When Bertolucci released his 317-minute version to theaters, the Motion Picture Association of America re-classified the film with an NC-17 rating; the 245-minute American cut, the other version officially available on video in the United States, still retained its R rating. In 2006, Paramount surrendered the NC-17 rating of the uncut version, then released it as unrated on DVD on 5 December 2006. This same uncut version was released on Blu-ray Disc in the U.S. by Olive Films on 15 May 2012.
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  11. jwoverho

    jwoverho Licensed Drug Dealer

    Mobile, AL USA

    From Wikipedia:

    By the time that Pat Garrett and Billy the Kid was in the editing room, Peckinpah's relationship with the studio and his own producers had reached the breaking point. Peckinpah's first cut was 165 minutes.[9] Aubrey, enraged by the cost and production overruns, demanded an unrealistic release date for the film.[9] Peckinpah and his editors, given only three weeks,[9] were forced into a desperate situation in order to finish editing on time. Furthermore, Aubrey still objected to several sequences in the film which he wanted removed, forcing Peckinpah to engage in protracted negotiations over the film's content. Adding to the problems, Bob Dylan had never done a feature film score and Peckinpah's usual composer, Jerry Fielding, was unhappy with being relegated to a minor role in the scoring process.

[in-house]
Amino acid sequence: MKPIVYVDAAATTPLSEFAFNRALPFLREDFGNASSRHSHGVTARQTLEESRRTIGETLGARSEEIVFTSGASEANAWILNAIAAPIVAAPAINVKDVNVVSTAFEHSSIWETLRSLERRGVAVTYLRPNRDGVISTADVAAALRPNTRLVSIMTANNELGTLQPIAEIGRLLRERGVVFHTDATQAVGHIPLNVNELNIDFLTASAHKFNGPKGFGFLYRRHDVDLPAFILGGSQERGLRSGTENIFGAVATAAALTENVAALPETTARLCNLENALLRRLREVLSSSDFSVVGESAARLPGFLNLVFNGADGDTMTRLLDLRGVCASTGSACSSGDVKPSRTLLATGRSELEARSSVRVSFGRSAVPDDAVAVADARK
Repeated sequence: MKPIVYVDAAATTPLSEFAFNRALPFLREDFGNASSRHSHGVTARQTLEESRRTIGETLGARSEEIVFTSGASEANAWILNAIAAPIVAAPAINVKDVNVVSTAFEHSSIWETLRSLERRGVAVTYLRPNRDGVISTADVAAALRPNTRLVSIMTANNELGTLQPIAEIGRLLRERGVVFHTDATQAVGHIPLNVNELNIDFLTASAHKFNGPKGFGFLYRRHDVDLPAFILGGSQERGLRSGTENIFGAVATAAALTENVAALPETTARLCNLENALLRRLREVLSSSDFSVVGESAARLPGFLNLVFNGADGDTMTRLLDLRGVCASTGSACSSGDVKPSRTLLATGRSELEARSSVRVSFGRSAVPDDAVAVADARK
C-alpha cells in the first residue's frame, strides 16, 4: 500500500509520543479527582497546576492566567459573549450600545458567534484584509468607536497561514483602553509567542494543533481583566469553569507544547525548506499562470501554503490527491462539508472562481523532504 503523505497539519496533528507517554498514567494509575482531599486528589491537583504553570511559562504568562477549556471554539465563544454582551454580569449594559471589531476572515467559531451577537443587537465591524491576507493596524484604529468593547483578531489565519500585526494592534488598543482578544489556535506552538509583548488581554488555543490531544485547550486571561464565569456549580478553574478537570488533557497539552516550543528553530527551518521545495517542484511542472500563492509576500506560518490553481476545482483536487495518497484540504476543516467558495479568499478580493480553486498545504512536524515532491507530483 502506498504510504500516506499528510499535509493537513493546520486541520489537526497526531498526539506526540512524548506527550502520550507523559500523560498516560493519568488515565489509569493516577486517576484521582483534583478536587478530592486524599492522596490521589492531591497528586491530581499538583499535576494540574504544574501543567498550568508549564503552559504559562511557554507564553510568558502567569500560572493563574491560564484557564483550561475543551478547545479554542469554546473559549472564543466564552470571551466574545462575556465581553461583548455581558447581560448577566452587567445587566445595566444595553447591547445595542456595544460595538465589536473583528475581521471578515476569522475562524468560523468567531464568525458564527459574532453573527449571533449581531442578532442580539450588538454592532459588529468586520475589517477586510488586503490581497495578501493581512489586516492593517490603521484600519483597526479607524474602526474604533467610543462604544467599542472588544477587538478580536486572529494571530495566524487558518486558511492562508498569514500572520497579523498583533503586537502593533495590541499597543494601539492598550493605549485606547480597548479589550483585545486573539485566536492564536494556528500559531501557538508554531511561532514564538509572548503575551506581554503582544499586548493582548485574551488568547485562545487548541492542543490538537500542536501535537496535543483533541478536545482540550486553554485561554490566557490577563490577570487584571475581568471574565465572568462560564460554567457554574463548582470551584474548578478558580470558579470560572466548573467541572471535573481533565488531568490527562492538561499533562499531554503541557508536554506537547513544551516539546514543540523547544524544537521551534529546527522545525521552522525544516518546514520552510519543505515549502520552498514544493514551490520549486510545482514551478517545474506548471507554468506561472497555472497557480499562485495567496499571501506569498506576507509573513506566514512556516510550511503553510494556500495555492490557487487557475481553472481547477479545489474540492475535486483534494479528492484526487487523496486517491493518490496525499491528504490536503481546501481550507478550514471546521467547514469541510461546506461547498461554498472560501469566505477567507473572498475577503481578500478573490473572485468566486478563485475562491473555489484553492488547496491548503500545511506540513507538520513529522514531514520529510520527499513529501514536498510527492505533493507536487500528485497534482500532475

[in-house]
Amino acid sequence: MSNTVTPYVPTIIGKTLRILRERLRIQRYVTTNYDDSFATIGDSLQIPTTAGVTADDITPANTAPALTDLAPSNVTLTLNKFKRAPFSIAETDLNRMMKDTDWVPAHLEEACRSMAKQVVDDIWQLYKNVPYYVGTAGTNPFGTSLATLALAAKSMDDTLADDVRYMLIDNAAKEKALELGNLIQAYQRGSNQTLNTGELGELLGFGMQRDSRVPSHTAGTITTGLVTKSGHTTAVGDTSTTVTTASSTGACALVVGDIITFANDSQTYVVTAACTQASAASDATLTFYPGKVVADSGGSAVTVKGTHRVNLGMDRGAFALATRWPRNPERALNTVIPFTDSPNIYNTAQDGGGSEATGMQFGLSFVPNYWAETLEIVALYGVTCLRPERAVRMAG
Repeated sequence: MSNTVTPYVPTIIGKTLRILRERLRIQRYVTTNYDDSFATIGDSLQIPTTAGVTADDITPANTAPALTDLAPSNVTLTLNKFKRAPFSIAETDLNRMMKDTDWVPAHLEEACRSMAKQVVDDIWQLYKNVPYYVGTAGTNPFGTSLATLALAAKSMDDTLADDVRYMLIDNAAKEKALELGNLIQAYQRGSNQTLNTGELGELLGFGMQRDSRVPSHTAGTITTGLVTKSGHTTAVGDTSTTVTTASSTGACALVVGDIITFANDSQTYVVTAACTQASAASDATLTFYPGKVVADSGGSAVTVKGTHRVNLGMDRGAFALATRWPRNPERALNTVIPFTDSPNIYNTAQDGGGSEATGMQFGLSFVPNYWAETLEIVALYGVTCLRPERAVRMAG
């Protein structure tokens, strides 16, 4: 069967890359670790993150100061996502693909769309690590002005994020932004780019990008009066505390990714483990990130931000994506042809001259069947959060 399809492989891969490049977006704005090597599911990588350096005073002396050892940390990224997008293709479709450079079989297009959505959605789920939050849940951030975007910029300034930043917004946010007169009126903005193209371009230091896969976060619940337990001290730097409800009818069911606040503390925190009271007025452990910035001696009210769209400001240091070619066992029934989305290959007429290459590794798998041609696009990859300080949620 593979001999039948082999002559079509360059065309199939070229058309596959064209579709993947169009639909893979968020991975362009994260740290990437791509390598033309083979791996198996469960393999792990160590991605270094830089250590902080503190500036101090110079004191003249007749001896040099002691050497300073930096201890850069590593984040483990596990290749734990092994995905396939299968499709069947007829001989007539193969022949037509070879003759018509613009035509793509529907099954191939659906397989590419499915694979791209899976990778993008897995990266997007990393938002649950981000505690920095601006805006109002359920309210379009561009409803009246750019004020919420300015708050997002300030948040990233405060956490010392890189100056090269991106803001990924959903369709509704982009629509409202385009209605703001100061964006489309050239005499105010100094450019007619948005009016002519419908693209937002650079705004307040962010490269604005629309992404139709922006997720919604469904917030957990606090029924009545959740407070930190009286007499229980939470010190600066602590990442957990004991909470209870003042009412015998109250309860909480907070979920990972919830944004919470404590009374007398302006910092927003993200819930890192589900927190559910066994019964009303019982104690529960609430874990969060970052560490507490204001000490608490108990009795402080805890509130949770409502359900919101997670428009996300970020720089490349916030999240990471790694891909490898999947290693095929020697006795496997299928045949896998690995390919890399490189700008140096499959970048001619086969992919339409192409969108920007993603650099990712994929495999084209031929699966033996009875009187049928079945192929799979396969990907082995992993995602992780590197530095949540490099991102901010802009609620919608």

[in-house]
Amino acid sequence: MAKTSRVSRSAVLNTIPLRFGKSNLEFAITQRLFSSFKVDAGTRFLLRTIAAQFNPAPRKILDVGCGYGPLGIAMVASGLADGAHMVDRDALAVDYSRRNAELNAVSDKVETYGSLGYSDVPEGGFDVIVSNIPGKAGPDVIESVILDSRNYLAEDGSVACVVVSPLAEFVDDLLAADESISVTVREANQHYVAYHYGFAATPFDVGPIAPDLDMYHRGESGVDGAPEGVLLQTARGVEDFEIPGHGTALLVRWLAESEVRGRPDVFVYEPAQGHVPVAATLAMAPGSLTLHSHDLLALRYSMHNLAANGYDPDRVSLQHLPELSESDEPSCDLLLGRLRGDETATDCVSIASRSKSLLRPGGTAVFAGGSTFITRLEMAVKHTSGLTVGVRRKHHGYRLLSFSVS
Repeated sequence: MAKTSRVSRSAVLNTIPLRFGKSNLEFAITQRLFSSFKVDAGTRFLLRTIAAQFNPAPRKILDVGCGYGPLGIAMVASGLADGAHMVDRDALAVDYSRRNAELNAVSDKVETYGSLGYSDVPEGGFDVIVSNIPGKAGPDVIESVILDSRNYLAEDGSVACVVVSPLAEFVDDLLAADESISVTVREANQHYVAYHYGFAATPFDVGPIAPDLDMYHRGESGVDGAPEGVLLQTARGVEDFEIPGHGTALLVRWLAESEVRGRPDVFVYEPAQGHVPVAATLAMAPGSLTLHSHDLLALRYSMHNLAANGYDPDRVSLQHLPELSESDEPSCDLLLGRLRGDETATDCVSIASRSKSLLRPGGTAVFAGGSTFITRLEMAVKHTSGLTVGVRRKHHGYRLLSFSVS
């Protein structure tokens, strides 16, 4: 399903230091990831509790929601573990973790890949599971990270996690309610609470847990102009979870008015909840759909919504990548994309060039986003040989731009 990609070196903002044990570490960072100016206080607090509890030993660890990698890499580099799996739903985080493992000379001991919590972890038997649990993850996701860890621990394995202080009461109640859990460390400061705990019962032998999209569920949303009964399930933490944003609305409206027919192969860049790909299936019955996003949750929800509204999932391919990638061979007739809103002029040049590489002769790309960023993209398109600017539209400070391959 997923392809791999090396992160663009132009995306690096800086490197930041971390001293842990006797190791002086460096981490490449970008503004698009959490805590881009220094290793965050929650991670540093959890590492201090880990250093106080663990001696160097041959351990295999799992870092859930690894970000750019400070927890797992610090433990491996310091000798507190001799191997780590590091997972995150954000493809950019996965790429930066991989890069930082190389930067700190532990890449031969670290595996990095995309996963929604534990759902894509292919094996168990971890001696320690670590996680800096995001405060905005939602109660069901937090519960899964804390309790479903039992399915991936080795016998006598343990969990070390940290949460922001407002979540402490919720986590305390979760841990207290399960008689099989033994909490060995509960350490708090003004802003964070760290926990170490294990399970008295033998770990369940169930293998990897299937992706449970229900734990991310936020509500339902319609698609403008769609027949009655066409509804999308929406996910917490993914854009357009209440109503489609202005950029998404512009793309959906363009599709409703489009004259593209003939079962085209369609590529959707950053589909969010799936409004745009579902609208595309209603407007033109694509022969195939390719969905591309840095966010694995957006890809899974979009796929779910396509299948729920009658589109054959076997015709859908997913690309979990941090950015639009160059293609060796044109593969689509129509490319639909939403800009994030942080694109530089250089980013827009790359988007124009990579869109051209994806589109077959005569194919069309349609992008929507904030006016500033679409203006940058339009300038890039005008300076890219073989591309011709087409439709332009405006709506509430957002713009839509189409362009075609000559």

Peckinpah did complete a preview version of the film at 124 minutes, which was shown to critics on at least one occasion. Martin Scorsese had just made Mean Streets (1973) and was at the screening, and he praised the film as Peckinpah's greatest since The Wild Bunch. This version, however, would not see the light of day for over ten years. Peckinpah was eventually forced out of the production, and Aubrey had the film severely cut from 124 to 106 minutes, resulting in the film being released as a truncated version largely disowned by cast and crew members. This version was a box-office failure, grossing $8 million domestically,[1] of which the studio earned only $2.7 million in theatrical rentals,[10] against a budget of more than $4.6 million. However, the film grossed a total of $11 million worldwide.[1]